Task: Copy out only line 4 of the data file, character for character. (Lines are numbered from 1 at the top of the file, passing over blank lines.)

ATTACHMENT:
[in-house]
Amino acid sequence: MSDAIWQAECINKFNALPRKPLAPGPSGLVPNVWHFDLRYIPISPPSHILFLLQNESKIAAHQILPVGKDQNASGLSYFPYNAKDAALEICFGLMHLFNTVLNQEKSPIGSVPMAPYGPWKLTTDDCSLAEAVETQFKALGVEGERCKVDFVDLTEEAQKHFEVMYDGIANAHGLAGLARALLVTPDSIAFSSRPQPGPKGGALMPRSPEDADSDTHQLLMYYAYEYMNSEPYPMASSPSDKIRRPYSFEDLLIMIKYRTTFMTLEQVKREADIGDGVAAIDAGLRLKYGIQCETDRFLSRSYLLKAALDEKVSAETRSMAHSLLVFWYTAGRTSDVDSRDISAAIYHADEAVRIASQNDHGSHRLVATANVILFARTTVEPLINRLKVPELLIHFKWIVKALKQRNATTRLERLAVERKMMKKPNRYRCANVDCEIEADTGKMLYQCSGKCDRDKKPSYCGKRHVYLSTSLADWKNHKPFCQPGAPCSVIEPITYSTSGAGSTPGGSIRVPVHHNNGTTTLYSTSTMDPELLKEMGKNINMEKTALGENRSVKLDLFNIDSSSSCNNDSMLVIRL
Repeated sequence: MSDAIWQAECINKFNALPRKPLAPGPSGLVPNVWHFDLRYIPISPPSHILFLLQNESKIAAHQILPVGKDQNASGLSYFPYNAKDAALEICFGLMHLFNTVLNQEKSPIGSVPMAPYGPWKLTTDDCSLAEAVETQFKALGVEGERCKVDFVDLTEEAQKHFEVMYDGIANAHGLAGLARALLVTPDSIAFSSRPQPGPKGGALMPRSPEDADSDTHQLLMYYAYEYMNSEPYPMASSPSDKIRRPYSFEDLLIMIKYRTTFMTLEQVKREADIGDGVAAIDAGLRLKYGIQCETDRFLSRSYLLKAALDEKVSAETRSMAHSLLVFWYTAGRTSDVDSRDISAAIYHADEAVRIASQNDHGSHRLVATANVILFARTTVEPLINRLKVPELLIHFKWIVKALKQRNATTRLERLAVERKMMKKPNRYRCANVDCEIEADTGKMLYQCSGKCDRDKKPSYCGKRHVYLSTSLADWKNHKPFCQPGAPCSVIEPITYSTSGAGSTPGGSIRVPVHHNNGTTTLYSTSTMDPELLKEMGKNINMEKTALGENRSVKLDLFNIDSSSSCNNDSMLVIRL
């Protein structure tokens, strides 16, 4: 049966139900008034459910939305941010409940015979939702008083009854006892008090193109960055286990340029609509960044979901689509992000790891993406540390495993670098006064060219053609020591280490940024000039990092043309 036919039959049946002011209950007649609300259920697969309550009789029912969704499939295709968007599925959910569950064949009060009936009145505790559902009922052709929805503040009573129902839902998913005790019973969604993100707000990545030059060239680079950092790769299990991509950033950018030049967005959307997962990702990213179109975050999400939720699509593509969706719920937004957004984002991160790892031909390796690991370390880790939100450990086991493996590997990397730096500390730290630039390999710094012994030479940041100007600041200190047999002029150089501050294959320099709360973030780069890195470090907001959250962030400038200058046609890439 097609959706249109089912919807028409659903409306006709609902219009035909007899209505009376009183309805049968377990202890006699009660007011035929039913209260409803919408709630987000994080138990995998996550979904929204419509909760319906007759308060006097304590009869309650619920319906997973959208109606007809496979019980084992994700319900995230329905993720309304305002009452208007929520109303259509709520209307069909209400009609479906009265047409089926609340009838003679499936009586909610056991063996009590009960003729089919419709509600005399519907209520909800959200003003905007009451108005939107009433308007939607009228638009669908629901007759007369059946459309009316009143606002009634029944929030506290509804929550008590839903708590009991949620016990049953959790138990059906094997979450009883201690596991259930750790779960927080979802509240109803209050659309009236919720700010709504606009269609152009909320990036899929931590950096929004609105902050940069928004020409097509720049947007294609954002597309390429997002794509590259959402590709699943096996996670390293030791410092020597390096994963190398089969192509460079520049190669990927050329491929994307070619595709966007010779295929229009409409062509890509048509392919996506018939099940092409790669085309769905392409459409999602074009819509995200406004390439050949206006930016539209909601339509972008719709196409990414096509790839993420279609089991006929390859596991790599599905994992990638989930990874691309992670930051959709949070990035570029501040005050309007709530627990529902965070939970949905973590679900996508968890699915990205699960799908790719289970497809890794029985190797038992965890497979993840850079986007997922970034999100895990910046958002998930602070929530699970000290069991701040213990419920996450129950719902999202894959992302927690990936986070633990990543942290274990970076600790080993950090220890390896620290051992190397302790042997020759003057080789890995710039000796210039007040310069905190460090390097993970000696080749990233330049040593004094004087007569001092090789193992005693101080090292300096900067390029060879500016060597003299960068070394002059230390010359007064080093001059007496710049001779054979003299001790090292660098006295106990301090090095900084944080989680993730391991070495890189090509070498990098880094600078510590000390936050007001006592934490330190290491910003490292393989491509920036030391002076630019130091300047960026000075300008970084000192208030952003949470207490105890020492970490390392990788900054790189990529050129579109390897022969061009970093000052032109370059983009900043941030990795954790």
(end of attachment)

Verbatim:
């Protein structure tokens, strides 16, 4: 049966139900008034459910939305941010409940015979939702008083009854006892008090193109960055286990340029609509960044979901689509992000790891993406540390495993670098006064060219053609020591280490940024000039990092043309 036919039959049946002011209950007649609300259920697969309550009789029912969704499939295709968007599925959910569950064949009060009936009145505790559902009922052709929805503040009573129902839902998913005790019973969604993100707000990545030059060239680079950092790769299990991509950033950018030049967005959307997962990702990213179109975050999400939720699509593509969706719920937004957004984002991160790892031909390796690991370390880790939100450990086991493996590997990397730096500390730290630039390999710094012994030479940041100007600041200190047999002029150089501050294959320099709360973030780069890195470090907001959250962030400038200058046609890439 097609959706249109089912919807028409659903409306006709609902219009035909007899209505009376009183309805049968377990202890006699009660007011035929039913209260409803919408709630987000994080138990995998996550979904929204419509909760319906007759308060006097304590009869309650619920319906997973959208109606007809496979019980084992994700319900995230329905993720309304305002009452208007929520109303259509709520209307069909209400009609479906009265047409089926609340009838003679499936009586909610056991063996009590009960003729089919419709509600005399519907209520909800959200003003905007009451108005939107009433308007939607009228638009669908629901007759007369059946459309009316009143606002009634029944929030506290509804929550008590839903708590009991949620016990049953959790138990059906094997979450009883201690596991259930750790779960927080979802509240109803209050659309009236919720700010709504606009269609152009909320990036899929931590950096929004609105902050940069928004020409097509720049947007294609954002597309390429997002794509590259959402590709699943096996996670390293030791410092020597390096994963190398089969192509460079520049190669990927050329491929994307070619595709966007010779295929229009409409062509890509048509392919996506018939099940092409790669085309769905392409459409999602074009819509995200406004390439050949206006930016539209909601339509972008719709196409990414096509790839993420279609089991006929390859596991790599599905994992990638989930990874691309992670930051959709949070990035570029501040005050309007709530627990529902965070939970949905973590679900996508968890699915990205699960799908790719289970497809890794029985190797038992965890497979993840850079986007997922970034999100895990910046958002998930602070929530699970000290069991701040213990419920996450129950719902999202894959992302927690990936986070633990990543942290274990970076600790080993950090220890390896620290051992190397302790042997020759003057080789890995710039000796210039007040310069905190460090390097993970000696080749990233330049040593004094004087007569001092090789193992005693101080090292300096900067390029060879500016060597003299960068070394002059230390010359007064080093001059007496710049001779054979003299001790090292660098006295106990301090090095900084944080989680993730391991070495890189090509070498990098880094600078510590000390936050007001006592934490330190290491910003490292393989491509920036030391002076630019130091300047960026000075300008970084000192208030952003949470207490105890020492970490390392990788900054790189990529050129579109390897022969061009970093000052032109370059983009900043941030990795954790």